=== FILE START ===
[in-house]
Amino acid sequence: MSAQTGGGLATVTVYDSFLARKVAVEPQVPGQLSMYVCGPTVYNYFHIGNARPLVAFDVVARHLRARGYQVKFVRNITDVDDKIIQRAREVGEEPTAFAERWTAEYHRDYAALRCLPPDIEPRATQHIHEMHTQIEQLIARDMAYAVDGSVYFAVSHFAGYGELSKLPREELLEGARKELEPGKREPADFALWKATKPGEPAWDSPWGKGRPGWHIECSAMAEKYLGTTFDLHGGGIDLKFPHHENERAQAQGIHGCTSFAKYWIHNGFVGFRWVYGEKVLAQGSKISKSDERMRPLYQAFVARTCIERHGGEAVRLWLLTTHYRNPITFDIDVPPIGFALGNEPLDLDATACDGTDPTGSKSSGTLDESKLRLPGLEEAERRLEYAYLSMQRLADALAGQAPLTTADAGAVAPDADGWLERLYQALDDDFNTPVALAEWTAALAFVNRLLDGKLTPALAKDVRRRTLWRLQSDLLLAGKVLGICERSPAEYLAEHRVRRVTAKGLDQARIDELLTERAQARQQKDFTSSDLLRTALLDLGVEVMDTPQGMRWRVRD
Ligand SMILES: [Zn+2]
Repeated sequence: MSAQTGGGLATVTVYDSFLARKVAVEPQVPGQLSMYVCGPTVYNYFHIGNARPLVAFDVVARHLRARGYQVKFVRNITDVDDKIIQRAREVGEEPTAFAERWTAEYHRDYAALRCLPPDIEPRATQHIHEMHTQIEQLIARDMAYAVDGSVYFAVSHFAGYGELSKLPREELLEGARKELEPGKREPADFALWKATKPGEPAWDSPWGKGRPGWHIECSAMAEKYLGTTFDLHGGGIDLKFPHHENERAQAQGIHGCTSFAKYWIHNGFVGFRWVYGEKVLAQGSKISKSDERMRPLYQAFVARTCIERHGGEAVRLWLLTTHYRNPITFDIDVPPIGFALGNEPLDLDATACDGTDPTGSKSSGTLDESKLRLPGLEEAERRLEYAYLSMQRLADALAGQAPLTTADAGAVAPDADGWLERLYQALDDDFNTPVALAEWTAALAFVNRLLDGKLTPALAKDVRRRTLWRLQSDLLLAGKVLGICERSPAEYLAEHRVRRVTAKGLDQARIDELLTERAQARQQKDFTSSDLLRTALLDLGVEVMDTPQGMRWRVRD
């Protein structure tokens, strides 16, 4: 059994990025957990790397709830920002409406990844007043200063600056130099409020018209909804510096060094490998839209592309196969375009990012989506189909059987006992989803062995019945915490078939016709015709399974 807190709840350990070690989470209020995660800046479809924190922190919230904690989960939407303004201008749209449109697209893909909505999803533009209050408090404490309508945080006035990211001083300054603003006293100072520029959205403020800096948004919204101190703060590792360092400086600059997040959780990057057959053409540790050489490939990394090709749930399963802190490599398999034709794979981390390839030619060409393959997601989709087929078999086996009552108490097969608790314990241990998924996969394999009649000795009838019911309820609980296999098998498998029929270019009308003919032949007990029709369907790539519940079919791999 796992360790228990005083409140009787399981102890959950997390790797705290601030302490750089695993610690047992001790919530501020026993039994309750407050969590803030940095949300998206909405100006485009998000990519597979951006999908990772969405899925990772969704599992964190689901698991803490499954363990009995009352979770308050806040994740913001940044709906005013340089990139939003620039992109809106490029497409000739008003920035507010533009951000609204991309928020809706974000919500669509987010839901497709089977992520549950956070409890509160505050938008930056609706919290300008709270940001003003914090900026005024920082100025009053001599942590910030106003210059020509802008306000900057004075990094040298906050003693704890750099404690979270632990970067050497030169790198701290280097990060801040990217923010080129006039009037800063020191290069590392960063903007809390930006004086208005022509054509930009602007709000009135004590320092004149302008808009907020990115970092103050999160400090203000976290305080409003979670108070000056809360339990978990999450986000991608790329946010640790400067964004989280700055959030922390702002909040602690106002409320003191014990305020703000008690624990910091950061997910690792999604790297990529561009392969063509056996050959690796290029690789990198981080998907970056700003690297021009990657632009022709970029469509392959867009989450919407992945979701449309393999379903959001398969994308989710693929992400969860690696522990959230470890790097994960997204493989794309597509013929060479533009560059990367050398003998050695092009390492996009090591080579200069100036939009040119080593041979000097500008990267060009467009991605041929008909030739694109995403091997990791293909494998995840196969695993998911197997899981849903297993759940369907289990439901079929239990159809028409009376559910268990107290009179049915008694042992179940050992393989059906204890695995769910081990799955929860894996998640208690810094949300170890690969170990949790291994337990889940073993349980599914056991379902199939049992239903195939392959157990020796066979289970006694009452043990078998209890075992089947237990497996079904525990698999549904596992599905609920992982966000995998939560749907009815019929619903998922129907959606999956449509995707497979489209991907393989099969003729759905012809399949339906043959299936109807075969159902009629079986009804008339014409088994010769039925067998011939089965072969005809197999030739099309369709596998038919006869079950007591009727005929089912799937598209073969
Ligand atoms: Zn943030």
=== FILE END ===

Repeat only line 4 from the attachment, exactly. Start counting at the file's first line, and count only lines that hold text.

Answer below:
Repeated sequence: MSAQTGGGLATVTVYDSFLARKVAVEPQVPGQLSMYVCGPTVYNYFHIGNARPLVAFDVVARHLRARGYQVKFVRNITDVDDKIIQRAREVGEEPTAFAERWTAEYHRDYAALRCLPPDIEPRATQHIHEMHTQIEQLIARDMAYAVDGSVYFAVSHFAGYGELSKLPREELLEGARKELEPGKREPADFALWKATKPGEPAWDSPWGKGRPGWHIECSAMAEKYLGTTFDLHGGGIDLKFPHHENERAQAQGIHGCTSFAKYWIHNGFVGFRWVYGEKVLAQGSKISKSDERMRPLYQAFVARTCIERHGGEAVRLWLLTTHYRNPITFDIDVPPIGFALGNEPLDLDATACDGTDPTGSKSSGTLDESKLRLPGLEEAERRLEYAYLSMQRLADALAGQAPLTTADAGAVAPDADGWLERLYQALDDDFNTPVALAEWTAALAFVNRLLDGKLTPALAKDVRRRTLWRLQSDLLLAGKVLGICERSPAEYLAEHRVRRVTAKGLDQARIDELLTERAQARQQKDFTSSDLLRTALLDLGVEVMDTPQGMRWRVRD